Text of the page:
This Summer’s Drought Is Europe’s Worst in 500 Years. What Happened Last Time?
The 1540 megadrought brought mass suffering to the continent, but European society quickly bounced back
The summer of 2022 has not been kind to Europe. Northern Italy went more than 100 days without rain. Droughts reduced seasonal crop yields by as much as one-sixth. And cities across Europe were forced to ration water as once-mighty rivers like the Tiber and Rhine dried up, revealing long-submerged traces of the past: a World War II barge in Germany, a 2,000-year-old bridge in Rome, a megalithic monument in Spain.
These sobering statistics recently led Andrea Toreti, a researcher with the European Commission’s Joint Research Centre in Milan, to make a shocking declaration: that the 2022 drought is likely Europe’s worst in nearly 500 years, rivaling a 1540 “megadrought” that has long been an object of fascination for climate historians.
“1540 is a very famous event, and if we look back over the last 500 years, it is the only one that gets close … in terms of severity,” says Toreti.
Occurring during a stretch of unusually warm summers in the midst of Europe’s “Little Ice Age,” a period of global cooling and extreme weather that affected the continent between the 14th and 19th centuries, the 1540 drought’s heat was so extreme that even state-of-the-art climate models could not predict it when fed nearly 1,200 years of climate data.
That hasn’t stopped scientists from trying to understand the drought and its impacts on European society. For nearly four decades, Christian Pfister, a climate historian at the University of Bern in Switzerland and co-author of Climate and Society in Europe: The Last Thousand Years, has pored over tree ring data, pollen samples and centuries-old chronicles in hopes of determining exactly what happened.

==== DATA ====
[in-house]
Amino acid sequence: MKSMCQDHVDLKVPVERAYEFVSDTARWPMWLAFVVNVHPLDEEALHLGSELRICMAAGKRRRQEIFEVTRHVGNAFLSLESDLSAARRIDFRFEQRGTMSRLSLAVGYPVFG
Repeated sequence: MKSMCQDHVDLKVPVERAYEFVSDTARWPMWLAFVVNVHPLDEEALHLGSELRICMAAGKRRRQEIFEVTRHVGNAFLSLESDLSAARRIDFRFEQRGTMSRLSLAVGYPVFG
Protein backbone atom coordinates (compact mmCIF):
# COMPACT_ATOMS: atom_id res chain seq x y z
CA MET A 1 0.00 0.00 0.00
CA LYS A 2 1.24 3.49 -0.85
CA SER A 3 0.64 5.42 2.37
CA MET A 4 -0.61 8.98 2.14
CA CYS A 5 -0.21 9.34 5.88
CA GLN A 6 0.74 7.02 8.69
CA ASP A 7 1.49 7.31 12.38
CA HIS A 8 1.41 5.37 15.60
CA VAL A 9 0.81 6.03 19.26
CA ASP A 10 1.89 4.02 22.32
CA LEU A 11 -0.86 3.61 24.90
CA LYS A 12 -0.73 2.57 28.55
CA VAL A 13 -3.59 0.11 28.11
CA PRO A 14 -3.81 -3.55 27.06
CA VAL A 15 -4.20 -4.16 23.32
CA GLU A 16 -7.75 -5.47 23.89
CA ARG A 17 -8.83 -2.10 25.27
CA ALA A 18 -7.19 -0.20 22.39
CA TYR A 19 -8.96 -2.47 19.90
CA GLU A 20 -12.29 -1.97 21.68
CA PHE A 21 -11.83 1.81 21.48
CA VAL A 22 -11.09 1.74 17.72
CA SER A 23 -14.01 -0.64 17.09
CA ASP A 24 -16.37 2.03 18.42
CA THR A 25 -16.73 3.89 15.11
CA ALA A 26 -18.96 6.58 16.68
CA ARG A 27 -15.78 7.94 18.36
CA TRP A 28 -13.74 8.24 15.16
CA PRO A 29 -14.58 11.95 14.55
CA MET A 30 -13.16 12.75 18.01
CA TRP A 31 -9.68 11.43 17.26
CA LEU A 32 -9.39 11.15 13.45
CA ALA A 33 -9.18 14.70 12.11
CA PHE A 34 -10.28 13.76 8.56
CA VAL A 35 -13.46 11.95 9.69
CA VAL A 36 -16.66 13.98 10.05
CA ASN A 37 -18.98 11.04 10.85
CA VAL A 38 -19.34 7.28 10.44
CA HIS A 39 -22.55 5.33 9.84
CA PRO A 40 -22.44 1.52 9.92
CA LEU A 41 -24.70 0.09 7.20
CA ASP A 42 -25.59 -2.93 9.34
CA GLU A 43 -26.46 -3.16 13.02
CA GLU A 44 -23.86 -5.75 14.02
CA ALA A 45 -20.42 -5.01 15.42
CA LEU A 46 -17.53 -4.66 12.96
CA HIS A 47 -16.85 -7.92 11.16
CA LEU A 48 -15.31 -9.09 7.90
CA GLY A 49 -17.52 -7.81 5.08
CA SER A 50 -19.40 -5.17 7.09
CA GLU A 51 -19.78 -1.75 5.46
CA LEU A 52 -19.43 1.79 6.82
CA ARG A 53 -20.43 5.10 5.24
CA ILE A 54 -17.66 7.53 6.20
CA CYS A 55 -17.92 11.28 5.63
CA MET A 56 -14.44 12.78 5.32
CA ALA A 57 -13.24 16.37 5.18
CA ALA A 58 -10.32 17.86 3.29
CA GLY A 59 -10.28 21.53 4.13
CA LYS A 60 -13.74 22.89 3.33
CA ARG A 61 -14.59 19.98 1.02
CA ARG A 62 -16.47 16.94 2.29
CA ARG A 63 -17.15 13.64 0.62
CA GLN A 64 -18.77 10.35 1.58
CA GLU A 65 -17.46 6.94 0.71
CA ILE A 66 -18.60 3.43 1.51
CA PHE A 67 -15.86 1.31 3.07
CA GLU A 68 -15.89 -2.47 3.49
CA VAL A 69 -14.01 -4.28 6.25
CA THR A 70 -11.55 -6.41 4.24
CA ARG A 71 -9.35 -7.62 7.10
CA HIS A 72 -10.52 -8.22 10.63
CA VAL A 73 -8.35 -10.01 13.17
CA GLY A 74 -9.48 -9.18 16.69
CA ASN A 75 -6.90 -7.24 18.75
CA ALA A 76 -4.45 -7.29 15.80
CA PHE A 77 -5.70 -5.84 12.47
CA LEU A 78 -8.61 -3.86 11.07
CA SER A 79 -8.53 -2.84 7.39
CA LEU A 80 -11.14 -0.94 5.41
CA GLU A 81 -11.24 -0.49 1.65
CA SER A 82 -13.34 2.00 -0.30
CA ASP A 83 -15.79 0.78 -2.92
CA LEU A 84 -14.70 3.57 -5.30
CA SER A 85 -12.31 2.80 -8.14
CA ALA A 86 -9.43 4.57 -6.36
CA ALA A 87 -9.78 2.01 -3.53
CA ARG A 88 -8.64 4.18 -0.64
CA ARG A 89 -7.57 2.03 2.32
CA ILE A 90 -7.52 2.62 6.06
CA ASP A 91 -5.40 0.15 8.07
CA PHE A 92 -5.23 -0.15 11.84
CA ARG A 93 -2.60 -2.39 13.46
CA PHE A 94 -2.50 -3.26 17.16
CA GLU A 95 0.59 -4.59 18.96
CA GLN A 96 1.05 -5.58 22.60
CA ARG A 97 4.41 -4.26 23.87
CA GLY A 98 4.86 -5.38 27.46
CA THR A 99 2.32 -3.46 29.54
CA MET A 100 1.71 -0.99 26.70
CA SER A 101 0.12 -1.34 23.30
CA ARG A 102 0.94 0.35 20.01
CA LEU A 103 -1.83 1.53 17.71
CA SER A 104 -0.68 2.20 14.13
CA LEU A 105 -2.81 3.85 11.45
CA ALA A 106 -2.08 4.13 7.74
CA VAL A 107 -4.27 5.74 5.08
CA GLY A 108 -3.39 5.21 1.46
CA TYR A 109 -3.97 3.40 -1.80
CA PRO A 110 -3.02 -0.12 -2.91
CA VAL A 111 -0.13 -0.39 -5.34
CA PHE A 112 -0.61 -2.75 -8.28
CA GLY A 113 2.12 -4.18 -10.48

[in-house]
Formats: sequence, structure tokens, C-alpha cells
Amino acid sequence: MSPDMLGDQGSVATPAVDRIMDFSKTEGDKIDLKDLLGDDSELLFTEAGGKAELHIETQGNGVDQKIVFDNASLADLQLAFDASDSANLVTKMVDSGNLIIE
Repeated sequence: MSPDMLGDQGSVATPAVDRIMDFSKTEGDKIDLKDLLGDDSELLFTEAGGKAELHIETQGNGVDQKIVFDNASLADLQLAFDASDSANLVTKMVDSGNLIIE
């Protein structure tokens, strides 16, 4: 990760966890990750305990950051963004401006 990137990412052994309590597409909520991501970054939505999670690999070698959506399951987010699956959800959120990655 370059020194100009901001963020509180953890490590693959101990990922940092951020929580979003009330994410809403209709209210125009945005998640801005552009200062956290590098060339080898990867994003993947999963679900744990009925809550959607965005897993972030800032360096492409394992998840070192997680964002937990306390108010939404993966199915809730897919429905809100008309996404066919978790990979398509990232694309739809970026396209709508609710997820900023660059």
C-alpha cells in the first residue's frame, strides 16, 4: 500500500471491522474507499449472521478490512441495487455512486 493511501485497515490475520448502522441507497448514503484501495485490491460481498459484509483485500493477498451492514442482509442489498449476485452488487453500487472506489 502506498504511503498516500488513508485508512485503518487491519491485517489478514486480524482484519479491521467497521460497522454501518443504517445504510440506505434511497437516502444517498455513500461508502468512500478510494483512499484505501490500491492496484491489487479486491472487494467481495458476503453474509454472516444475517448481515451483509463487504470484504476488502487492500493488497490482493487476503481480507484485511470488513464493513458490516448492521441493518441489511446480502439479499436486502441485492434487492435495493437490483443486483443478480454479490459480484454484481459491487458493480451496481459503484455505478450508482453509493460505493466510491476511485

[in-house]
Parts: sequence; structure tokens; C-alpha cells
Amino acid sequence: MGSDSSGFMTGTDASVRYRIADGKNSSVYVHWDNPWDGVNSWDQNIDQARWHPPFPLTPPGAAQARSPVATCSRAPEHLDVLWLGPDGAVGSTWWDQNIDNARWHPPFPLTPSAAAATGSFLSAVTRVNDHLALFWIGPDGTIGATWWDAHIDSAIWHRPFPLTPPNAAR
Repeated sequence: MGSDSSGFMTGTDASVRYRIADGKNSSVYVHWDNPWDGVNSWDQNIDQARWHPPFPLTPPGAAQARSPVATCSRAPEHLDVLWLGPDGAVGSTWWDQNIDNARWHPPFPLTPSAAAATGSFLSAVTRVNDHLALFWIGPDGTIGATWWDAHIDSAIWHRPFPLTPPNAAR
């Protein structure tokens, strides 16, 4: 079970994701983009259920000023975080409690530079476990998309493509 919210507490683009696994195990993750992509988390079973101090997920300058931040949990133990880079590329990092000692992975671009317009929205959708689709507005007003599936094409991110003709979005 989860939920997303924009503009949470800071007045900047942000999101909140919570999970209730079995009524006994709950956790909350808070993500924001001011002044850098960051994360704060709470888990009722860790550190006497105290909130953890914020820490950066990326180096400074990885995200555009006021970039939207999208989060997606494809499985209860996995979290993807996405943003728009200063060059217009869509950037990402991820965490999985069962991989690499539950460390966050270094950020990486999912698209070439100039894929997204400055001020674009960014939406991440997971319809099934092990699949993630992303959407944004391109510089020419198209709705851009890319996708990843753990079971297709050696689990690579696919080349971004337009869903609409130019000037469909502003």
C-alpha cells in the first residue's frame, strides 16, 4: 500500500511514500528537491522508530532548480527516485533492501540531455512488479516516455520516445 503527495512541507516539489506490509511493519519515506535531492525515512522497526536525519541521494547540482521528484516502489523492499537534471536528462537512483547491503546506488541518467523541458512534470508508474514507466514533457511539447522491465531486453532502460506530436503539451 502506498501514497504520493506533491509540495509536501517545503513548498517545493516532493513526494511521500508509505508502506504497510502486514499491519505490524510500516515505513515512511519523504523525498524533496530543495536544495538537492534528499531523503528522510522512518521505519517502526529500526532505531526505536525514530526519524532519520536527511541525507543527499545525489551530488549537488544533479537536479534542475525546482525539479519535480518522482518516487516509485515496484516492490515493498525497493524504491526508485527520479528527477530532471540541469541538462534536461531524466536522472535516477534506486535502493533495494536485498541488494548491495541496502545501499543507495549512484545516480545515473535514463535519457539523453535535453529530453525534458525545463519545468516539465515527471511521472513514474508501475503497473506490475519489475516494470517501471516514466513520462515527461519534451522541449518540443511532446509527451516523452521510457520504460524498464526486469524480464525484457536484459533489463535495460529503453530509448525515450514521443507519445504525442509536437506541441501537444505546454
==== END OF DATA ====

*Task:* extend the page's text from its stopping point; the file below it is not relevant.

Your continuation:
The 1540 drought began much like today’s. “Northern Italy was extremely dry,” Pfister explains. “There was not a drop of rain during winter.” Italian chronicles say it was “like July” in December, with no rain falling for nearly 200 days in a row.
Soon, the drought that began in Italy spread to Germany, Poland, Switzerland, France and Czechia. In a 2014 paper that calls the drought a “worst case,” Pfister and his colleagues showed that rainfall was down by as much as 80 percent in some regions. Rivers like the Rhine, Elbe and Seine dried up to the point that people could wade across them on foot. The Thames was so low that the sea flowed inland and reversed the river’s direction.
Like today, receding waters revealed lost treasures from previous generations. Chroniclers marveled when, on the shores of the shrinking Lake Constance, a woman named Anna Schmid came across 900 silver coins from the time of Emperor Augustus.
Away from the water, there was little silver lining. Farmers’ fields became so dry that giant cracks deep enough to swallow people’s legs appeared in the soil. That dried-up earth reflected even more heat into the atmosphere, feeding an unbearable heatwave that the Protestant reformer Martin Luther interpreted as a sign of the end times. Officials ordered clergy in Germany, Italy and England to beg God for forgiveness and pray for the deliverance of rain.